Pointers love to run. I can often hear the thundering of Zeph running behind me as I walk around the property – and then he whooshes past me on his way to wherever. If you like to jog, your Pointer will be more than a match and will keep you company.

I’ve found that Zeph and Zsa Zsa have a pattern, which is this:

  • get up and have breakfast
  • run around like mad things
  • have a post-breakfast snooze
  • spend the day roaming, running, sniffing, exploring
  • interspersed with a midday and late afternoon nap
  • dinner followed by vigorous running around
  • crash around 8.30pm and sleep like babies until 6.00 or 7.00am.

How easy is it to groom and care for my Pointer?

Dead simple. Pointer coats are smooth and short-haired. There is very little dog fur left lying around. Just get a good grooming brush and groom twice a week. I also wipe them down with a chamois as this seems to make the coat shiny. And speaking of shiny coats – give your Pointer a daily fish oil capsule. I chuck it in their food.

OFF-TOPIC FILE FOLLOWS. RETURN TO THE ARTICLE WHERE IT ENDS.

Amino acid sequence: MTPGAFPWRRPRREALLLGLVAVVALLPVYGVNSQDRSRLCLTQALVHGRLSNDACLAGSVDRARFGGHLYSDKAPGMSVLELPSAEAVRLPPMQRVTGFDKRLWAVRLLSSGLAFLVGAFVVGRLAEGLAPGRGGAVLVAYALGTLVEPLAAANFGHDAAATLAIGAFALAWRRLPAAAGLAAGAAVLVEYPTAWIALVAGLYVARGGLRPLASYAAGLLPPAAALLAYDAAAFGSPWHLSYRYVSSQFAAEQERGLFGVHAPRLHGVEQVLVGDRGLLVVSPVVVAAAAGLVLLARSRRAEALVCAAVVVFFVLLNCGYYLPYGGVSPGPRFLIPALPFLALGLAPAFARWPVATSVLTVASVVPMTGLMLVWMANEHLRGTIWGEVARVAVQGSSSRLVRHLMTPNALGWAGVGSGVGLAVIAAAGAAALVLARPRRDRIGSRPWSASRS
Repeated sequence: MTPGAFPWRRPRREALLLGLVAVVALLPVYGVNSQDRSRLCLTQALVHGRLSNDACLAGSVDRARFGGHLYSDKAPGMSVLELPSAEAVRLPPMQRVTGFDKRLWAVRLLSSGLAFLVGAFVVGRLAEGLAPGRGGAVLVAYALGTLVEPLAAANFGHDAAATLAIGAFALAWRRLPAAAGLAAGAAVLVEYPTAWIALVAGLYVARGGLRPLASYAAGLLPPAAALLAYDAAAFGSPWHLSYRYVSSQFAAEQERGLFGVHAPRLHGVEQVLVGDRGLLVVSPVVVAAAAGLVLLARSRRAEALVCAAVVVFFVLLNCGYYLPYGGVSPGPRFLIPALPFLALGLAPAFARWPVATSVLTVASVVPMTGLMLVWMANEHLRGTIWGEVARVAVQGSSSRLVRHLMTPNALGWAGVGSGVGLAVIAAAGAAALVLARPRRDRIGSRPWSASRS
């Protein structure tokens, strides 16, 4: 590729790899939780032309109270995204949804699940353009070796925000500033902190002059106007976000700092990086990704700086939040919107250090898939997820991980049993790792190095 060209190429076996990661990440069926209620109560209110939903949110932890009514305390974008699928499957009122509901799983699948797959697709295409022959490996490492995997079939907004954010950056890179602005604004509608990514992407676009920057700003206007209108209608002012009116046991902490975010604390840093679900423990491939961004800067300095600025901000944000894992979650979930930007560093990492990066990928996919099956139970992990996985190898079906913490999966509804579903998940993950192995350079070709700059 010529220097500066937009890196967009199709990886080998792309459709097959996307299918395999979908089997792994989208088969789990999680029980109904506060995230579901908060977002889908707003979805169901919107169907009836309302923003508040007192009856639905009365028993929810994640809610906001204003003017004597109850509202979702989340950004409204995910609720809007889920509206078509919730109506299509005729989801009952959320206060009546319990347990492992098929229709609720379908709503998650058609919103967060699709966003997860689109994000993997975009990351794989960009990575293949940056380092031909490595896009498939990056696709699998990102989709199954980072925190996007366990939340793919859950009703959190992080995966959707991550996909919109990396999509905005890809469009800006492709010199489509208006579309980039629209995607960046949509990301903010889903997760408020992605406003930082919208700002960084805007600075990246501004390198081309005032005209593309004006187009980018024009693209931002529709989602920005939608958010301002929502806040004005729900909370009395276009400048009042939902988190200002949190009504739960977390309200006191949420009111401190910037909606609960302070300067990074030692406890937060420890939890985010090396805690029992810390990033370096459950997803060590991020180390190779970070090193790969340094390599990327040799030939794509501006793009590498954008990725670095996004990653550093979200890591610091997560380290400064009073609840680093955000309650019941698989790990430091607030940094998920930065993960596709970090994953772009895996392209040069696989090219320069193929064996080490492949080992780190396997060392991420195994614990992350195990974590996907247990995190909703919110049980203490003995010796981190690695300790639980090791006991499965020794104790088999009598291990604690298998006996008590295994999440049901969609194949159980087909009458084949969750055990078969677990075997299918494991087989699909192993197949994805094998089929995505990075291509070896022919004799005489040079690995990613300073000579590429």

Pointers are prone to shivering. This is natural but make sure your Pointer is always warm. You don’t want arthritis later in their life. Zeph and Zsa Zsa have special winter coats and I put these on when they’re out and about during Winter. The crates they sleep in have lots of soft blankets and cushions. Pointers seem to LOVE being wrapped up in warm blankets.

Does an English Pointer make a good family dog?

Yes, if your family has plenty of space to accommodate exercise requirements and if your family is pretty active. Pointers are not aggressive; they have a very even temperament. They LOVE being part of the family and when they’re not running around like mad things, like nothing better than snuggling up next to you on the couch.